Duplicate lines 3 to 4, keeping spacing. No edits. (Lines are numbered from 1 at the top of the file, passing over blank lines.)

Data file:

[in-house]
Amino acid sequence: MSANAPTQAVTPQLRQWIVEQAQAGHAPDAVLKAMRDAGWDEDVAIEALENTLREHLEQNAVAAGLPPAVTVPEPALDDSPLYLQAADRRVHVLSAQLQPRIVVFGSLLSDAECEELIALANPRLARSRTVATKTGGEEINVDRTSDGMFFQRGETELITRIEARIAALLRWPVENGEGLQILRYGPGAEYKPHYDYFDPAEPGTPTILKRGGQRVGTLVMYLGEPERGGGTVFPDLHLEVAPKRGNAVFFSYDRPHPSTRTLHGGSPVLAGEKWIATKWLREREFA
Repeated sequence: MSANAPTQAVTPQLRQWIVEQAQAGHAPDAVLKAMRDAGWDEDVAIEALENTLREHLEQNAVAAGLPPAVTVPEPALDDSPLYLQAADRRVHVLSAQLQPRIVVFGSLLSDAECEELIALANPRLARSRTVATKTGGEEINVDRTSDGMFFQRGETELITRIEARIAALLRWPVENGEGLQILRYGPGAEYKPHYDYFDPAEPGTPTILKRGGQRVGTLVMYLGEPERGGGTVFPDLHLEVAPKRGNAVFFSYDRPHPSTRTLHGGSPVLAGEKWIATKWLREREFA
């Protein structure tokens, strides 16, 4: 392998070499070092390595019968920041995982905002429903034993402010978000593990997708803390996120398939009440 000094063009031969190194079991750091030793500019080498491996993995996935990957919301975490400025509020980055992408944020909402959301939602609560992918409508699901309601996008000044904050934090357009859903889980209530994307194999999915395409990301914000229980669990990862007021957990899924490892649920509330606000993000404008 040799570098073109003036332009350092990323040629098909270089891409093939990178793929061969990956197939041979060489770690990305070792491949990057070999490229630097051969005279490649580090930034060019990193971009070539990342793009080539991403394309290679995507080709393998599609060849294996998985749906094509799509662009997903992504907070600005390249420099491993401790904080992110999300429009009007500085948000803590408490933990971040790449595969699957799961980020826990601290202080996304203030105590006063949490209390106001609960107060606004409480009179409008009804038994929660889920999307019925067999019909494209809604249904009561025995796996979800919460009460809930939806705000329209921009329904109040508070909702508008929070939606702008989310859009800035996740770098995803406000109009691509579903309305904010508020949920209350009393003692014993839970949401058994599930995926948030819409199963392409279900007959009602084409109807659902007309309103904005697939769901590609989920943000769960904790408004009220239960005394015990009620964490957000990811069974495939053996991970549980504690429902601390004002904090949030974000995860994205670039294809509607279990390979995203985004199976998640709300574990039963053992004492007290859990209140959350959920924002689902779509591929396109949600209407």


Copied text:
Repeated sequence: MSANAPTQAVTPQLRQWIVEQAQAGHAPDAVLKAMRDAGWDEDVAIEALENTLREHLEQNAVAAGLPPAVTVPEPALDDSPLYLQAADRRVHVLSAQLQPRIVVFGSLLSDAECEELIALANPRLARSRTVATKTGGEEINVDRTSDGMFFQRGETELITRIEARIAALLRWPVENGEGLQILRYGPGAEYKPHYDYFDPAEPGTPTILKRGGQRVGTLVMYLGEPERGGGTVFPDLHLEVAPKRGNAVFFSYDRPHPSTRTLHGGSPVLAGEKWIATKWLREREFA
């Protein structure tokens, strides 16, 4: 392998070499070092390595019968920041995982905002429903034993402010978000593990997708803390996120398939009440 000094063009031969190194079991750091030793500019080498491996993995996935990957919301975490400025509020980055992408944020909402959301939602609560992918409508699901309601996008000044904050934090357009859903889980209530994307194999999915395409990301914000229980669990990862007021957990899924490892649920509330606000993000404008 040799570098073109003036332009350092990323040629098909270089891409093939990178793929061969990956197939041979060489770690990305070792491949990057070999490229630097051969005279490649580090930034060019990193971009070539990342793009080539991403394309290679995507080709393998599609060849294996998985749906094509799509662009997903992504907070600005390249420099491993401790904080992110999300429009009007500085948000803590408490933990971040790449595969699957799961980020826990601290202080996304203030105590006063949490209390106001609960107060606004409480009179409008009804038994929660889920999307019925067999019909494209809604249904009561025995796996979800919460009460809930939806705000329209921009329904109040508070909702508008929070939606702008989310859009800035996740770098995803406000109009691509579903309305904010508020949920209350009393003692014993839970949401058994599930995926948030819409199963392409279900007959009602084409109807659902007309309103904005697939769901590609989920943000769960904790408004009220239960005394015990009620964490957000990811069974495939053996991970549980504690429902601390004002904090949030974000995860994205670039294809509607279990390979995203985004199976998640709300574990039963053992004492007290859990209140959350959920924002689902779509591929396109949600209407």